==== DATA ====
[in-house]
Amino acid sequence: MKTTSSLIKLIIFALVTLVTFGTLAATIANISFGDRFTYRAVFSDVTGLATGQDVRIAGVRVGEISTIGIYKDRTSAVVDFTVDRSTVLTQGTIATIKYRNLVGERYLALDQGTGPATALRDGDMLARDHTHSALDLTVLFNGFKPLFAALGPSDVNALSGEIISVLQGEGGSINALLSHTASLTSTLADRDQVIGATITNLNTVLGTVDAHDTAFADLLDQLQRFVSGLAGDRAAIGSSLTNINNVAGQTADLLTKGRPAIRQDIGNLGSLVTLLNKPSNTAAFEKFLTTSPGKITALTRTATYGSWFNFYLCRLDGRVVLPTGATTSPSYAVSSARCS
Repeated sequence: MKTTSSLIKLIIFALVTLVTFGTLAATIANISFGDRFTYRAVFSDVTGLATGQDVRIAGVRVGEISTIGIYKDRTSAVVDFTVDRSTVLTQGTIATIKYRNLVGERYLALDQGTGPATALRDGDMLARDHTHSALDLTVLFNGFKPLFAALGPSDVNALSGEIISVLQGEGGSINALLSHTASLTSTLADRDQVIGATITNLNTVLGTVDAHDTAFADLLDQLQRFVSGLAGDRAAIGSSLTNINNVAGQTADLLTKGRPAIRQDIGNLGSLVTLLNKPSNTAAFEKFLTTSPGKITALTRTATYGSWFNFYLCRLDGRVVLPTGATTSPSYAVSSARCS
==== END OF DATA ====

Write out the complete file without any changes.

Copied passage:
[in-house]
Amino acid sequence: MKTTSSLIKLIIFALVTLVTFGTLAATIANISFGDRFTYRAVFSDVTGLATGQDVRIAGVRVGEISTIGIYKDRTSAVVDFTVDRSTVLTQGTIATIKYRNLVGERYLALDQGTGPATALRDGDMLARDHTHSALDLTVLFNGFKPLFAALGPSDVNALSGEIISVLQGEGGSINALLSHTASLTSTLADRDQVIGATITNLNTVLGTVDAHDTAFADLLDQLQRFVSGLAGDRAAIGSSLTNINNVAGQTADLLTKGRPAIRQDIGNLGSLVTLLNKPSNTAAFEKFLTTSPGKITALTRTATYGSWFNFYLCRLDGRVVLPTGATTSPSYAVSSARCS
Repeated sequence: MKTTSSLIKLIIFALVTLVTFGTLAATIANISFGDRFTYRAVFSDVTGLATGQDVRIAGVRVGEISTIGIYKDRTSAVVDFTVDRSTVLTQGTIATIKYRNLVGERYLALDQGTGPATALRDGDMLARDHTHSALDLTVLFNGFKPLFAALGPSDVNALSGEIISVLQGEGGSINALLSHTASLTSTLADRDQVIGATITNLNTVLGTVDAHDTAFADLLDQLQRFVSGLAGDRAAIGSSLTNINNVAGQTADLLTKGRPAIRQDIGNLGSLVTLLNKPSNTAAFEKFLTTSPGKITALTRTATYGSWFNFYLCRLDGRVVLPTGATTSPSYAVSSARCS